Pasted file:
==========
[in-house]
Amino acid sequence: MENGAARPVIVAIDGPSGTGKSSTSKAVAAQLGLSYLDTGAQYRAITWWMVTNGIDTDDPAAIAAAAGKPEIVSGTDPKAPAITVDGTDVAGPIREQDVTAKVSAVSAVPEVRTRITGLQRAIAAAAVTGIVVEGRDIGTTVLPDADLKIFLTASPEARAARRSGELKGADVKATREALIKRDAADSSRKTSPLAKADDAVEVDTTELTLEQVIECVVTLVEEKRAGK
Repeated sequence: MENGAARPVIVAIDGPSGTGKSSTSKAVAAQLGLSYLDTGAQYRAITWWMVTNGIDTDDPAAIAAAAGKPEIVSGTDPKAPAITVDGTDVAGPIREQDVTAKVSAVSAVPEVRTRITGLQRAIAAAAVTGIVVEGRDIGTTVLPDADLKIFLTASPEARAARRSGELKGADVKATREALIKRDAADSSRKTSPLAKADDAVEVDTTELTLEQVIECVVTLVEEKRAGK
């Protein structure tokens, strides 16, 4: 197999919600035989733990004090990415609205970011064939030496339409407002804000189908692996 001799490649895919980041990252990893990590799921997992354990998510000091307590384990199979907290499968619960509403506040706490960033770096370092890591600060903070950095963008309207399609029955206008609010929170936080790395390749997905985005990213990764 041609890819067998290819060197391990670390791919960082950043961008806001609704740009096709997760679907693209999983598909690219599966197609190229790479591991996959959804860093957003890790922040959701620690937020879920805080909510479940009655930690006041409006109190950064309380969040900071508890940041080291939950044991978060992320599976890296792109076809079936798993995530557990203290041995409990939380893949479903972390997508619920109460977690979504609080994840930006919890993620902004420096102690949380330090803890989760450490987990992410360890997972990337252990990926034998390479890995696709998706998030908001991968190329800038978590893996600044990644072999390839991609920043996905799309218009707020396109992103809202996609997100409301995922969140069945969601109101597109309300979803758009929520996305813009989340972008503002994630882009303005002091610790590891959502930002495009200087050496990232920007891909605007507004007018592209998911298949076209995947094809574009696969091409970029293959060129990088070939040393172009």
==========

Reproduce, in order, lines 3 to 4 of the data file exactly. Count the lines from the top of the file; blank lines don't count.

Repeated sequence: MENGAARPVIVAIDGPSGTGKSSTSKAVAAQLGLSYLDTGAQYRAITWWMVTNGIDTDDPAAIAAAAGKPEIVSGTDPKAPAITVDGTDVAGPIREQDVTAKVSAVSAVPEVRTRITGLQRAIAAAAVTGIVVEGRDIGTTVLPDADLKIFLTASPEARAARRSGELKGADVKATREALIKRDAADSSRKTSPLAKADDAVEVDTTELTLEQVIECVVTLVEEKRAGK
């Protein structure tokens, strides 16, 4: 197999919600035989733990004090990415609205970011064939030496339409407002804000189908692996 001799490649895919980041990252990893990590799921997992354990998510000091307590384990199979907290499968619960509403506040706490960033770096370092890591600060903070950095963008309207399609029955206008609010929170936080790395390749997905985005990213990764 041609890819067998290819060197391990670390791919960082950043961008806001609704740009096709997760679907693209999983598909690219599966197609190229790479591991996959959804860093957003890790922040959701620690937020879920805080909510479940009655930690006041409006109190950064309380969040900071508890940041080291939950044991978060992320599976890296792109076809079936798993995530557990203290041995409990939380893949479903972390997508619920109460977690979504609080994840930006919890993620902004420096102690949380330090803890989760450490987990992410360890997972990337252990990926034998390479890995696709998706998030908001991968190329800038978590893996600044990644072999390839991609920043996905799309218009707020396109992103809202996609997100409301995922969140069945969601109101597109309300979803758009929520996305813009989340972008503002994630882009303005002091610790590891959502930002495009200087050496990232920007891909605007507004007018592209998911298949076209995947094809574009696969091409970029293959060129990088070939040393172009």